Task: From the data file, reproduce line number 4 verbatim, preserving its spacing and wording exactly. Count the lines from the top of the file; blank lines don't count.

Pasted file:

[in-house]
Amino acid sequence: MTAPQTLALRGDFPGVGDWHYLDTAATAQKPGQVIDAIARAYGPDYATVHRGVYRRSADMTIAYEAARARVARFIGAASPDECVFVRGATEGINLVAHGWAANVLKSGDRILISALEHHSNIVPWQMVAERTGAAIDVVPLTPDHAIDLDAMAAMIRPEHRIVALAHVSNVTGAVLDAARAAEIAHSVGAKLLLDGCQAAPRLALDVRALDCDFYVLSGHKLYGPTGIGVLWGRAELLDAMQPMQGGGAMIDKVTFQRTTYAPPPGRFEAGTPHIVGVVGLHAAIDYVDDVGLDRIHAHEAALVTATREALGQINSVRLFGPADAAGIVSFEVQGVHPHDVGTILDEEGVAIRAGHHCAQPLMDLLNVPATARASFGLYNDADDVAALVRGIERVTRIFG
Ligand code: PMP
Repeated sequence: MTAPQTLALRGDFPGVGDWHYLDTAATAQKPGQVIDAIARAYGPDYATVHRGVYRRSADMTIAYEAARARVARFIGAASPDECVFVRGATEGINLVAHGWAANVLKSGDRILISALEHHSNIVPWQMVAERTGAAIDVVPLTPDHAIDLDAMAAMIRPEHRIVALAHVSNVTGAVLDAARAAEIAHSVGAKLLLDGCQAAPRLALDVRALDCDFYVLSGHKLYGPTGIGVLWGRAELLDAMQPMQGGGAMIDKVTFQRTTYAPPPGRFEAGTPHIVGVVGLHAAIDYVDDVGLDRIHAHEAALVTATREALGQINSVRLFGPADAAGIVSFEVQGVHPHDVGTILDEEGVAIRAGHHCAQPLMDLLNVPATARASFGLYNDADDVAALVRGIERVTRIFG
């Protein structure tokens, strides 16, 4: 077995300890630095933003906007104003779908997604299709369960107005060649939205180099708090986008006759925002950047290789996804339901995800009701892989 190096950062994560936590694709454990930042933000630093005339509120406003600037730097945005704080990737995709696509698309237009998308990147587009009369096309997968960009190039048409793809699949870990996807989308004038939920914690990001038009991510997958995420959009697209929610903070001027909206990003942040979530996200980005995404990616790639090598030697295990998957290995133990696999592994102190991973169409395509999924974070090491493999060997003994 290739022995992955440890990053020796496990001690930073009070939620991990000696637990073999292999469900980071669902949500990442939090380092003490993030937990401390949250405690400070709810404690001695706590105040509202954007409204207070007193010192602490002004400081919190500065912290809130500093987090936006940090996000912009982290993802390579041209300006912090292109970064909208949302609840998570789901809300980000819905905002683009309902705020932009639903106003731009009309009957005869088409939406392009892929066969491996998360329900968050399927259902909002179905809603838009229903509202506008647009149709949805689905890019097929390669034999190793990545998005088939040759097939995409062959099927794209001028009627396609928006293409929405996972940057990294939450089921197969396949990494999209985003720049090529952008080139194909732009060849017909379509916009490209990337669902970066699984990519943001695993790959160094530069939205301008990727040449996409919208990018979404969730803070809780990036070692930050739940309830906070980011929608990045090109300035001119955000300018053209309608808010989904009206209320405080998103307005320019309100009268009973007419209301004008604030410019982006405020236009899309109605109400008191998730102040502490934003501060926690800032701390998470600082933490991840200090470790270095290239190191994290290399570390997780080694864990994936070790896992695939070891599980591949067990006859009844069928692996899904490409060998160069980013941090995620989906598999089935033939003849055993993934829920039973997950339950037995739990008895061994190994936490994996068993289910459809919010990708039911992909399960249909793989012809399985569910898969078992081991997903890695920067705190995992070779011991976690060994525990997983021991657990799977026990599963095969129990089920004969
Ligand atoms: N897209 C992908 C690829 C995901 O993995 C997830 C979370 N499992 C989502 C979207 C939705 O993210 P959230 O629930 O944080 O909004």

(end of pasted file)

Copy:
Repeated sequence: MTAPQTLALRGDFPGVGDWHYLDTAATAQKPGQVIDAIARAYGPDYATVHRGVYRRSADMTIAYEAARARVARFIGAASPDECVFVRGATEGINLVAHGWAANVLKSGDRILISALEHHSNIVPWQMVAERTGAAIDVVPLTPDHAIDLDAMAAMIRPEHRIVALAHVSNVTGAVLDAARAAEIAHSVGAKLLLDGCQAAPRLALDVRALDCDFYVLSGHKLYGPTGIGVLWGRAELLDAMQPMQGGGAMIDKVTFQRTTYAPPPGRFEAGTPHIVGVVGLHAAIDYVDDVGLDRIHAHEAALVTATREALGQINSVRLFGPADAAGIVSFEVQGVHPHDVGTILDEEGVAIRAGHHCAQPLMDLLNVPATARASFGLYNDADDVAALVRGIERVTRIFG